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The Tenth Hebrew Month/Tevet - A Month of Reflection

Updated: Jul 17, 2023


Tevet is the name of the 10th Hebrew month (counting from the month of Nissan). On the civil calendar it is the 4th Hebrew month. It is a winter month and corresponds to our Gregorian months of December/January.


The eight days of Hanukkah usually continue over into the month of Tevet in most years.


The month of Tevet is historically known as a month of reflection and mourning for 3 reasons:


First, II Kings 25:1-2, Jeremiah 39:1, and Ezekiel 24:1-2 denote the beginning siege of Jerusalem when Nebuchadnezzar, King of Babylon, set his armies against the city. The siege lasted two years before the city fell and the Temple was destroyed in 586 BC, resulting in the Babylonian captivity of the nation. The scriptures listed tell us that the siege began on the 10th day of the 10th month (Tevet). Observant Jews usually fast from sunrise to sunset (no food or drink) on this day.


In modern Israel the 10th of Tevet marks a day of mourning for people whose death or place of death is unknown. Hence, a remembrance of those who perished in the Holocaust.


Second, the 8th day of Tevet is traditionally recognized as the day when the Septuagint (LXX) was finished, as ordered by Ptolemy of Egypt, marking a decline in use of the Hebrew text in favor of the Greek version. Again, this is not seen as a favorable transition by observant Jews. When any document is translated from the original language things are lost in translation.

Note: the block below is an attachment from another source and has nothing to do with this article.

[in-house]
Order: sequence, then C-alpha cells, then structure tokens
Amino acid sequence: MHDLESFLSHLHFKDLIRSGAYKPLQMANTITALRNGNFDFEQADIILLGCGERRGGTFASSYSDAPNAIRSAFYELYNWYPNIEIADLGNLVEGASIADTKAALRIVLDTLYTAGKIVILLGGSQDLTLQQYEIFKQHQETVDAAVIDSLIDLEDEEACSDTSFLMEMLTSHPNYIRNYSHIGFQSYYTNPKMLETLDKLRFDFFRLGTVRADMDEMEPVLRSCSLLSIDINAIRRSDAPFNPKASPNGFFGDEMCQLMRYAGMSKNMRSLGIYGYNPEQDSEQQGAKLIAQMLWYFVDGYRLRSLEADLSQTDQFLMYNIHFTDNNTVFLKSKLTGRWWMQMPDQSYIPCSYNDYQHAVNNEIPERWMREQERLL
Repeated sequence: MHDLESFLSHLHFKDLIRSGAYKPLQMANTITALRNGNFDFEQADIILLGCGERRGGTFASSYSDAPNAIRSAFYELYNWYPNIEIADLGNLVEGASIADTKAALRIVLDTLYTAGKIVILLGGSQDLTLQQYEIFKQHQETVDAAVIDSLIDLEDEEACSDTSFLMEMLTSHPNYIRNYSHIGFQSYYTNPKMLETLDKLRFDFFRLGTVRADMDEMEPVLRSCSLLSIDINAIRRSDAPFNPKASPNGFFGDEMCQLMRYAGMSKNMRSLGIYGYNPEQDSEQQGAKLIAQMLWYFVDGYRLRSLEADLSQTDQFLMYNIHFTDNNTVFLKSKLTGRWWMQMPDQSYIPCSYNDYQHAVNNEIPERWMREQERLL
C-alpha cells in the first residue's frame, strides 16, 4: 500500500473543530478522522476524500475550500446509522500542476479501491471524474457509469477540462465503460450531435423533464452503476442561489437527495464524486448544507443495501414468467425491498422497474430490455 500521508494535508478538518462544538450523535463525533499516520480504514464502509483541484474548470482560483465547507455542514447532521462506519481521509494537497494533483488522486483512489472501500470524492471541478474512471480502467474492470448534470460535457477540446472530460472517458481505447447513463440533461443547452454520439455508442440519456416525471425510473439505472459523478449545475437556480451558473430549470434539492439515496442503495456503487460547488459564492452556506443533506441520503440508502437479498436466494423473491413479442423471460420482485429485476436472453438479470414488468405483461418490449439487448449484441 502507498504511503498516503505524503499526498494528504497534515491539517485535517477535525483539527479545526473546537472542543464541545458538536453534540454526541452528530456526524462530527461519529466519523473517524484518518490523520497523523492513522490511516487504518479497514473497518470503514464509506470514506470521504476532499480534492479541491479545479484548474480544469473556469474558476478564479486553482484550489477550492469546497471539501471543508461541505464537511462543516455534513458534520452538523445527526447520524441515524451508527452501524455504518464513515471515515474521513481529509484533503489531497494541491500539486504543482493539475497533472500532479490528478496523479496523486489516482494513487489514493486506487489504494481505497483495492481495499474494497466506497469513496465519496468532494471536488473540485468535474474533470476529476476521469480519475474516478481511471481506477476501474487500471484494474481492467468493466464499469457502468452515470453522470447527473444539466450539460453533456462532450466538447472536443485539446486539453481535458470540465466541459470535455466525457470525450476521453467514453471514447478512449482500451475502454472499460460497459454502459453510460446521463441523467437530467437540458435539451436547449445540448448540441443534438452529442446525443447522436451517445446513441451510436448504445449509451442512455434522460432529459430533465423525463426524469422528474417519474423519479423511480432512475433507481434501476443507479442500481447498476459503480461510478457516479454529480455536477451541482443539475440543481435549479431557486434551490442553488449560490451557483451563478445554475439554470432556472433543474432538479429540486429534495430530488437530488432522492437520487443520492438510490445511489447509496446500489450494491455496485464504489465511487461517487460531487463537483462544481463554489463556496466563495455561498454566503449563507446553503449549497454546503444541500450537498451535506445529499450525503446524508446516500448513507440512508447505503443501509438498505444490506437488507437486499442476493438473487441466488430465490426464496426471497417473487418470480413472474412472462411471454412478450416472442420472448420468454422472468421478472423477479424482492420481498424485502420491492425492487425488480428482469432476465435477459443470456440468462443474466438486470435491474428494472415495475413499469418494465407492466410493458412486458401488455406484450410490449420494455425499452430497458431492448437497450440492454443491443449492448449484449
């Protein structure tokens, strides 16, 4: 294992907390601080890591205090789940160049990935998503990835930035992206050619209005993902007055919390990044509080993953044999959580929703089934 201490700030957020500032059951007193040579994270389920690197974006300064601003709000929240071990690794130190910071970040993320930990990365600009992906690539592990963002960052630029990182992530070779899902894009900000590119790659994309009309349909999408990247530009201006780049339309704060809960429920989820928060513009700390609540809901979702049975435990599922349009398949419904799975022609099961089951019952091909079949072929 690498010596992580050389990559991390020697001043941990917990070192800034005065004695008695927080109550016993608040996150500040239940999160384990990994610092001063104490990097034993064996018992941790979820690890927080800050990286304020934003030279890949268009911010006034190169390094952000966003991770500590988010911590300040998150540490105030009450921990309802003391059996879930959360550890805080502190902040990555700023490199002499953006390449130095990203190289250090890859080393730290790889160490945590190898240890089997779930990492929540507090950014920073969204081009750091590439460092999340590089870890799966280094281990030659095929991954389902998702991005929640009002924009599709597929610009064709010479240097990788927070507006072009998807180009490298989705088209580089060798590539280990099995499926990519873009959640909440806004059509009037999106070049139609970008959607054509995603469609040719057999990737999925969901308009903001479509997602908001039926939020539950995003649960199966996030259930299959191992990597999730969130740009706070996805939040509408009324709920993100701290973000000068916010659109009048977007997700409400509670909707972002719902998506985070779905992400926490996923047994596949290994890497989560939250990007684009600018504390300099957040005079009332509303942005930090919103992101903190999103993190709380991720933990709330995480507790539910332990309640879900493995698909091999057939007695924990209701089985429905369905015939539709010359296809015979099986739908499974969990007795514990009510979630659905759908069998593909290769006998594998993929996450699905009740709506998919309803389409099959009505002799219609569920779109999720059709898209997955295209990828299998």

The third reason is because it is traditionally believed that Ezra the scribe died in the month of Tevet.


One can see, based on the first reason alone, why Jewish history regards the month as a reflection of national tragedy.


Tevet is a Babylonian name and is believed to connote “sinking” or “immersing”. This could be related to the heavy winter rains which occur during the month making most of the Middle East a muddy swamp. In Babylonian the name actually meant “muddy month”. Some Hebrew scholars state that it shares the Hebrew root word “tov”, meaning good.


So, how do we turn all of this gloomy reflection and mourning into “tov” (good)? I will give you two reasons, but the second one is the best!


In the book of Esther we read that it was in the 10th month (called by the name Tevet) that Esther was taken to the King and chosen to be his new Queen (Esther 2:16-18). If one knows this story then we know how the mourning/fasting of the Jewish people was turned into joy as Esther saved her people from destruction.


The practice of fasting/mourning on the 10th month of Tevet (as well as the fast of the 4th, 5th, and 7th months) has been practiced since ancient times. However, we read in the book of Zechariah that these times shall be turned into times of “joy and gladness, and pleasant appointed times” during the Messianic Era:


Zechariah 8:19 Thus said YHVH of hosts, 'The fast of the fourth, and the fast of the fifth, and the fast of the seventh, and the fast of the tenth months, are to be joy and gladness, and pleasant appointed times for the house of Yehudah – and they shall love the truth and the peace.' (TS2009)


Hence, when our Messiah Yeshua returns and sets up His kingdom on earth, there shall never be any more reflection of national tragedies and mourning. He will turn all of our sorrows into joy.


This is my reflection during this month – the promised words of the prophet Zechariah and our coming joy!


Shalom,

Leisa


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